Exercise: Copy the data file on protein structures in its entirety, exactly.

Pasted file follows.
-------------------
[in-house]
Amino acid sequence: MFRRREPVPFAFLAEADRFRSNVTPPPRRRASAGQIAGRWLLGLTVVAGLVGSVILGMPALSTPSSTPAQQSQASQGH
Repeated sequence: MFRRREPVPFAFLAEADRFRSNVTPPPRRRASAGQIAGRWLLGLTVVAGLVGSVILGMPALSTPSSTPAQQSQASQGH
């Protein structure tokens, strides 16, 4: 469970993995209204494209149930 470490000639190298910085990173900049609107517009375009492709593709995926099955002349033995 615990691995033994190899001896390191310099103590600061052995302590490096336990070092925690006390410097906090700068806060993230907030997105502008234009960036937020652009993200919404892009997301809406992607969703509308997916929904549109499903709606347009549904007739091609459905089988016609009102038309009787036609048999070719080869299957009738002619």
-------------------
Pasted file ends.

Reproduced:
[in-house]
Amino acid sequence: MFRRREPVPFAFLAEADRFRSNVTPPPRRRASAGQIAGRWLLGLTVVAGLVGSVILGMPALSTPSSTPAQQSQASQGH
Repeated sequence: MFRRREPVPFAFLAEADRFRSNVTPPPRRRASAGQIAGRWLLGLTVVAGLVGSVILGMPALSTPSSTPAQQSQASQGH
């Protein structure tokens, strides 16, 4: 469970993995209204494209149930 470490000639190298910085990173900049609107517009375009492709593709995926099955002349033995 615990691995033994190899001896390191310099103590600061052995302590490096336990070092925690006390410097906090700068806060993230907030997105502008234009960036937020652009993200919404892009997301809406992607969703509308997916929904549109499903709606347009549904007739091609459905089988016609009102038309009787036609048999070719080869299957009738002619």